The next day we picked up the discussion, and a couple of other lure collectors joined in. I had the opportunity to share some of the stories about how many of our veterans are returning after multiple tours and are struggling to reintegrate into a public life. I also shared various stories how the program has impacted, saved lives, and provided an outlet for relaxation for both the veteran and their family. Stories such as the veteran who stuttered, but after a morning on the water, he came off the water and the stuttering was gone, Jason’s story, Jeremiah’s story, and other anecdotal stories.
A while later a wonderful letter arrived from Greg with a donation. One never knows how far and wide HOW will impact lives.
I have spent a lot of time over the last couple of weeks thinking about the conversations we had in Milwaukee. It has really stayed with me and as I try to relay your story’s and experiences to my wife, I still have a hard time not getting very emotional all over again. As I reflect on my life’s experiences I don’t know that anything has ever had this kind of continuing effect on me.
I think what you are doing and accomplishing is so special!
I started this letter several times and just can’t seem to get it right. I just want you to understand the impact you had on me and my thought processes. It seems that I am looking at each day and every interaction that I have a little differently than before. I don’t think that I ever had a “bad” attitude, but I know that it is better today! The little things that life throws at me pale in comparison to what others are dealing with every day, how can you not be thrilled with every day. I guess maybe it’s perspective.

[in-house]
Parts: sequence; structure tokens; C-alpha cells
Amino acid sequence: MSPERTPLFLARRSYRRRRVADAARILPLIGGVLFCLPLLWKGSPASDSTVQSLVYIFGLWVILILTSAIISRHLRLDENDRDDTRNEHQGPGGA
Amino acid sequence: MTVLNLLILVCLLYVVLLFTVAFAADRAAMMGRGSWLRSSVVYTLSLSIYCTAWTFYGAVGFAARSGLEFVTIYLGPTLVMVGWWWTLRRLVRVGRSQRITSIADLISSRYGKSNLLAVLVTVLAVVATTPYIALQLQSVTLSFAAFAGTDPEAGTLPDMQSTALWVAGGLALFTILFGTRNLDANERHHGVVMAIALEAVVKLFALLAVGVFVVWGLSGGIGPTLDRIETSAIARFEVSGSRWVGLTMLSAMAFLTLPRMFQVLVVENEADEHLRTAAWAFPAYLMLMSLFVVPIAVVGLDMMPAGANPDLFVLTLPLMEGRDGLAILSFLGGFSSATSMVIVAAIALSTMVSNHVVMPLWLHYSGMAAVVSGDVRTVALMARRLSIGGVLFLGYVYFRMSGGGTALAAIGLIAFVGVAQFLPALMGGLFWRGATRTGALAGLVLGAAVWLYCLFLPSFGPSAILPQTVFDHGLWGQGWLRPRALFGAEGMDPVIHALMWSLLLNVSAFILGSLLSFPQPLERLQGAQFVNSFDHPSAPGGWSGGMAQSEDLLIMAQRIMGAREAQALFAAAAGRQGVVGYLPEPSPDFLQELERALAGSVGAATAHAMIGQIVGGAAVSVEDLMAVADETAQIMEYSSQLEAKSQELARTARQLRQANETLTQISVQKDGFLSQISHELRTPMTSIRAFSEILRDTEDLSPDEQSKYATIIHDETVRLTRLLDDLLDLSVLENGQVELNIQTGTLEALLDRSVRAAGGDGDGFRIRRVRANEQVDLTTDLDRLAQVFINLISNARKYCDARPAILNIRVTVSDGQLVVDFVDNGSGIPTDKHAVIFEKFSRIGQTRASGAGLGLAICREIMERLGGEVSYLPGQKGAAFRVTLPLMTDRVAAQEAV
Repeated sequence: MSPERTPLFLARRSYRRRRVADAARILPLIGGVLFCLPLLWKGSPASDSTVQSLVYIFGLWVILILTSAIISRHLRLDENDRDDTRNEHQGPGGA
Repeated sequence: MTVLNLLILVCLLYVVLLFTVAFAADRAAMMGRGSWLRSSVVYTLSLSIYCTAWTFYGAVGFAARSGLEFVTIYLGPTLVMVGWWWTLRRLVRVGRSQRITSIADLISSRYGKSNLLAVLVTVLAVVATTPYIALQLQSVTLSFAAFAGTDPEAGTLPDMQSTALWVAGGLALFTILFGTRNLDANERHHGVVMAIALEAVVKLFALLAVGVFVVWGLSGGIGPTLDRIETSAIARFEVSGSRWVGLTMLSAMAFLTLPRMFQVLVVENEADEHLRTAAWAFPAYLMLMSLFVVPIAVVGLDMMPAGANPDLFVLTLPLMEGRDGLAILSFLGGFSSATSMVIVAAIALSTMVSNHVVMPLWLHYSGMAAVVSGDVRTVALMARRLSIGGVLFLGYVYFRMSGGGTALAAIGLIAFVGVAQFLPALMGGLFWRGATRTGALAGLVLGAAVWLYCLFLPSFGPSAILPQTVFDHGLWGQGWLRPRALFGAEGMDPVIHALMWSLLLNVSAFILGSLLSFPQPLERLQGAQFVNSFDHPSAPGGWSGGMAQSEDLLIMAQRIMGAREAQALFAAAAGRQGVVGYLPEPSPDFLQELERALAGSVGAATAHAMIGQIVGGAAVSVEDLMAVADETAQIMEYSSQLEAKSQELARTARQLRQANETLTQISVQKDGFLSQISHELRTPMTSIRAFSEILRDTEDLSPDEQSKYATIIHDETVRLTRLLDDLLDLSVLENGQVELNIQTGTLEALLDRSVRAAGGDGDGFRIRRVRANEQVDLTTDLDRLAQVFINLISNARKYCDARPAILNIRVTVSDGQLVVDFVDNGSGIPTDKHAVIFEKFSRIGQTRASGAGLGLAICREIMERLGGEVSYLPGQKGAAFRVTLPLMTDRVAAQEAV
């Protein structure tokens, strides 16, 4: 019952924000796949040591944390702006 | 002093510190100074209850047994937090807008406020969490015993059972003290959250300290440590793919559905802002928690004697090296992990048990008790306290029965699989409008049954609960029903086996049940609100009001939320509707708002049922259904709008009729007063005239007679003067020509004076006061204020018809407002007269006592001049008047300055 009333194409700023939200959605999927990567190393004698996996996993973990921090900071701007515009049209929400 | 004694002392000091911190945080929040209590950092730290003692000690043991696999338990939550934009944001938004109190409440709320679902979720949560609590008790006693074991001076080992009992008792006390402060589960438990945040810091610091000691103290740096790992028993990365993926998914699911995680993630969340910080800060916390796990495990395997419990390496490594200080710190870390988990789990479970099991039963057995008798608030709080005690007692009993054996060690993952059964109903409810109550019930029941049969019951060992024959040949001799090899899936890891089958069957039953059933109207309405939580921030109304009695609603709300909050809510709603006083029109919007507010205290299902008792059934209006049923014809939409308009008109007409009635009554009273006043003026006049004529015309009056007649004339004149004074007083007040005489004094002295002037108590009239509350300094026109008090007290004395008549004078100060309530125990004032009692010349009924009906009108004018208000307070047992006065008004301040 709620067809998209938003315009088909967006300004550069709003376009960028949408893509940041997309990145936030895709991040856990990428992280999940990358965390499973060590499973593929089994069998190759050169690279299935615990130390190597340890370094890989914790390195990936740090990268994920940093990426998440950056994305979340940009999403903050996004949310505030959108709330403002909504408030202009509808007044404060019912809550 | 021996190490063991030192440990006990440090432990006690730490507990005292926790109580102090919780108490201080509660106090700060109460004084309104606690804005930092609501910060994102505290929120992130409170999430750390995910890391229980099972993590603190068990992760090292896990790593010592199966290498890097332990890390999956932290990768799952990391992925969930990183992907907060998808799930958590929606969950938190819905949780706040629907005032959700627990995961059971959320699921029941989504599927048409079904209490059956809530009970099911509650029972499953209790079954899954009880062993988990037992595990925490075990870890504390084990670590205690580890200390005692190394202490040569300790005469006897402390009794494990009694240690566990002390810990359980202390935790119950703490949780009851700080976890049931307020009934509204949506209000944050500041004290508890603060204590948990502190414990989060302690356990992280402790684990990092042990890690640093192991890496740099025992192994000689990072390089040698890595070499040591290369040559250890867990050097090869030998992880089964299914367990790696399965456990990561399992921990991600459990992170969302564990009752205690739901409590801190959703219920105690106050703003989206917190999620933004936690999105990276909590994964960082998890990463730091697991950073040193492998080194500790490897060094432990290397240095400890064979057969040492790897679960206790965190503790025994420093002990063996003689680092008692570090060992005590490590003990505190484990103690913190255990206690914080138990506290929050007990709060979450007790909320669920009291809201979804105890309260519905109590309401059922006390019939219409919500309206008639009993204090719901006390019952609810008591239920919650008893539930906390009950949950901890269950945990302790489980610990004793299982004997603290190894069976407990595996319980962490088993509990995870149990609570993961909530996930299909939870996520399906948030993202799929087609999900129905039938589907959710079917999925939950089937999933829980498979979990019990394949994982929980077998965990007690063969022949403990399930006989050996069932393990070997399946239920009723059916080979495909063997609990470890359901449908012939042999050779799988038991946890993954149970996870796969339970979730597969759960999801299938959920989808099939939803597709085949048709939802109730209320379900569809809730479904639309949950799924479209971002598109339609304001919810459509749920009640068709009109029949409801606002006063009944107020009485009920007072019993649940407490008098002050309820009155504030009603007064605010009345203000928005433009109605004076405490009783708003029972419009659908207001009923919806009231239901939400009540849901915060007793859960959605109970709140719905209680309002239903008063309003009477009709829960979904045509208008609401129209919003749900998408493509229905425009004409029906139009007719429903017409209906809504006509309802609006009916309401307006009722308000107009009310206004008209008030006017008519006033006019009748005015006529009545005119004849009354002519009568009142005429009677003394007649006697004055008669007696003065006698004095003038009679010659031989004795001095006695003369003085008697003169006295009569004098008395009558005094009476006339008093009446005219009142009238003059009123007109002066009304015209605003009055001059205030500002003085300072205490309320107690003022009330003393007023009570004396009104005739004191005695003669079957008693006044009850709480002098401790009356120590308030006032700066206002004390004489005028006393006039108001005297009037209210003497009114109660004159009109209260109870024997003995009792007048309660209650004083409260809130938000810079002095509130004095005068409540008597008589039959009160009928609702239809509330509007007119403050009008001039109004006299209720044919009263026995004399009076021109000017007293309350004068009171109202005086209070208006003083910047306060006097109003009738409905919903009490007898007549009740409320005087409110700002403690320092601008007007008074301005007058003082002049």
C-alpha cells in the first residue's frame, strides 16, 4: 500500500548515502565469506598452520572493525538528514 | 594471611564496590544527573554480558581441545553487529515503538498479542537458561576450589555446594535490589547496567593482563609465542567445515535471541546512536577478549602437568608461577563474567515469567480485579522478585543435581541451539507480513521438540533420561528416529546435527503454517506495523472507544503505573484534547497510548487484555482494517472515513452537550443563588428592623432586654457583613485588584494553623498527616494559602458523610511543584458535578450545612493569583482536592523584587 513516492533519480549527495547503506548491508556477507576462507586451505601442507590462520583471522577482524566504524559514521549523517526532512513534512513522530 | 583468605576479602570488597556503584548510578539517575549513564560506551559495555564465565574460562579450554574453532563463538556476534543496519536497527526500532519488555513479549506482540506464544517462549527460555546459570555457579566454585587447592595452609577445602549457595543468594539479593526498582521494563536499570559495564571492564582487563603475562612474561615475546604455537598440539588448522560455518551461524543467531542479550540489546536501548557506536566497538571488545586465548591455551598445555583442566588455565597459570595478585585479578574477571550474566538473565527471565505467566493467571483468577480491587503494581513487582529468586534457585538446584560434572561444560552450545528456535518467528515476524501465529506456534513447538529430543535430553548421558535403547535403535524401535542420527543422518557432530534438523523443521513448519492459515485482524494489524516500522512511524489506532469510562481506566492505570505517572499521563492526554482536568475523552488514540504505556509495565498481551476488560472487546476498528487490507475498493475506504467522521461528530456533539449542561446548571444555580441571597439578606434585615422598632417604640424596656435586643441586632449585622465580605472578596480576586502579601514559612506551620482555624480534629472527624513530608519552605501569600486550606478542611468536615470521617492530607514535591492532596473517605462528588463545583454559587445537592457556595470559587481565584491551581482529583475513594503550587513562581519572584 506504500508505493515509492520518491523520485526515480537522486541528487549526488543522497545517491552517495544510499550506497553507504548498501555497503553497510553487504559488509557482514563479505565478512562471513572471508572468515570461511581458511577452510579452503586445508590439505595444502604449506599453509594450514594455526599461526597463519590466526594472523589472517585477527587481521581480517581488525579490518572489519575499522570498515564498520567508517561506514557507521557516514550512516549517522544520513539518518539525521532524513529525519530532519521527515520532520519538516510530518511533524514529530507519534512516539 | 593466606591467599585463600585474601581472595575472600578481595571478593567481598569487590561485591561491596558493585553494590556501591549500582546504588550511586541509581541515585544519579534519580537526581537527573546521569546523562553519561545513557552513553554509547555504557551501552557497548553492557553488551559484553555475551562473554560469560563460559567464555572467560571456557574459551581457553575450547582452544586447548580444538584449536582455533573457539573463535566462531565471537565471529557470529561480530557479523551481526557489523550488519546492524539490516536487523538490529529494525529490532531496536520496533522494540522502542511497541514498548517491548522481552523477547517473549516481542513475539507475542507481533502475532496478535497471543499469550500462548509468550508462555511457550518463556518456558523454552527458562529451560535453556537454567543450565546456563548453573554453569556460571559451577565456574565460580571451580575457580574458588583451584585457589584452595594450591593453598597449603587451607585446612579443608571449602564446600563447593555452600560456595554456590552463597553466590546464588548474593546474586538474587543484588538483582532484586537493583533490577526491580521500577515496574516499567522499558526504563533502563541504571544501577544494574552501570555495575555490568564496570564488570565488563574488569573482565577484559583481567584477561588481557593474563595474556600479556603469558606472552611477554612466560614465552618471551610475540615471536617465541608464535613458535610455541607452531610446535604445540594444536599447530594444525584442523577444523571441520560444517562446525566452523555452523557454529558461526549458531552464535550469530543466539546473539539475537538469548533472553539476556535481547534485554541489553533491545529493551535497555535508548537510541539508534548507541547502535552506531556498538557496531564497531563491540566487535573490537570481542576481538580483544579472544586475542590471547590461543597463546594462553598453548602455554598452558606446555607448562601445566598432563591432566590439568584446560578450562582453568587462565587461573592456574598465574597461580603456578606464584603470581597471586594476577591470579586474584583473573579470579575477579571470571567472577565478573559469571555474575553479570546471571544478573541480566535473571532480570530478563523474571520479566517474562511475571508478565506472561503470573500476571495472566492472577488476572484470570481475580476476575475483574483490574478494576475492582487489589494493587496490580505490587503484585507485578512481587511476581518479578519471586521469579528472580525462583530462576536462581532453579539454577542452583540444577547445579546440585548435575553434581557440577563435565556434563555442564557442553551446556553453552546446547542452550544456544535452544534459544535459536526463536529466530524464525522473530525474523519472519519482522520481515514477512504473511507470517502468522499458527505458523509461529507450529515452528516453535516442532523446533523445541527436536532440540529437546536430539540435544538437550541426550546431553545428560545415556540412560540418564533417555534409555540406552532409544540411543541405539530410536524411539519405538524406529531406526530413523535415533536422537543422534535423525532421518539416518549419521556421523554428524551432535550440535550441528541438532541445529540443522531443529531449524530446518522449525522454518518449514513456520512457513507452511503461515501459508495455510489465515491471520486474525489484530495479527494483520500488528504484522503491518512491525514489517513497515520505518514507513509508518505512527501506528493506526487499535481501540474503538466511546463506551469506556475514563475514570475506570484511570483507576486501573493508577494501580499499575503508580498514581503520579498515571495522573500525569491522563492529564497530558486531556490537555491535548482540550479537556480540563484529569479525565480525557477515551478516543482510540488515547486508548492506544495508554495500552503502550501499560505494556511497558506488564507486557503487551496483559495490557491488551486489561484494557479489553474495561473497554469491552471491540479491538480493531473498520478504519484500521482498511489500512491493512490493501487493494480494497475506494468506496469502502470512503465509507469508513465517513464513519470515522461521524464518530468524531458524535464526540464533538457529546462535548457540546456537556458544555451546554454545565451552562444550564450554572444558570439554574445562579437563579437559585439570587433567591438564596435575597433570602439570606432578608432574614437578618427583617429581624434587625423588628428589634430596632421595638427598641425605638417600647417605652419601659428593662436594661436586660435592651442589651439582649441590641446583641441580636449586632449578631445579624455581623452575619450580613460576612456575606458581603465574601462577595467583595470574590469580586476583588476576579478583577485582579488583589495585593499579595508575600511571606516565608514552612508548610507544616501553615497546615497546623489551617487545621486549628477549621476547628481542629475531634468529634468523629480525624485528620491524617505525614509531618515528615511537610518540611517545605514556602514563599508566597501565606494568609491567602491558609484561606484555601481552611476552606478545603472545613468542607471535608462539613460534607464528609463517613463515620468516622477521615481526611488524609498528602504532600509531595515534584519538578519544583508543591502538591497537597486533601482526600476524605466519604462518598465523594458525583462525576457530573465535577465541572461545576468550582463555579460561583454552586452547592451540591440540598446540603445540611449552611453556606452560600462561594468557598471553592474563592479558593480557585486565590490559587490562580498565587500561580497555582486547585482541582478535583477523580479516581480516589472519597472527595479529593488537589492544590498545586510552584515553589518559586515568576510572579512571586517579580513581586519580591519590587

I guess the easiest way to say it is, you changed the way I look at my life and family! I have never had the good fortune to meet anyone that has had a such a positive effect.
So Thank You for what you continue to do for our Veterans and Thank You for sharing it with me, you really made a difference.
I look forward to seeing you down the road somewhere before too long, maybe at Nationals.
Tight Lines and God Bless,
Shared by George Chrisman, HOW-DFW Chapter Coordinator
Heroes on the Water (HOW) exists to help warriors and veterans unwind and reconnect on their journey home. Volunteers across the country have stepped forward to serve our nation’s Heroes and their families by providing the HOW kayak fishing program in their local area.
Over the past 6 ½ years, the HOW program has expanded into 25 states within the United States, as well as in Australia and the United Kingdom. Since the beginning of 2014, HOW has received numerous inquiries from individuals and groups interested in bringing the program to the warriors in their community. Growth is expected to accelerate.
As new chapters form, they seek funding and kayak fishing gear to get the program running. Chapter leaders that have been through the start-up mode and are now fully functioning understand the challenges.
“We now have chapters helping chapters get started” says founder, Jim Dolan. “At our recent 2014 HOW Training Conference, Chris Thomas, chapter coordinator of the HOW – Indiana Chapter, presented $1,000 to Adam Dresden, chapter coordinator for the new HOW – Heartland Chapter in Nebraska. How awesome is that.” Adam and the leaders were surprised and grateful for the support which expedites their ability to help wounded warriors de-stress through kayak fishing.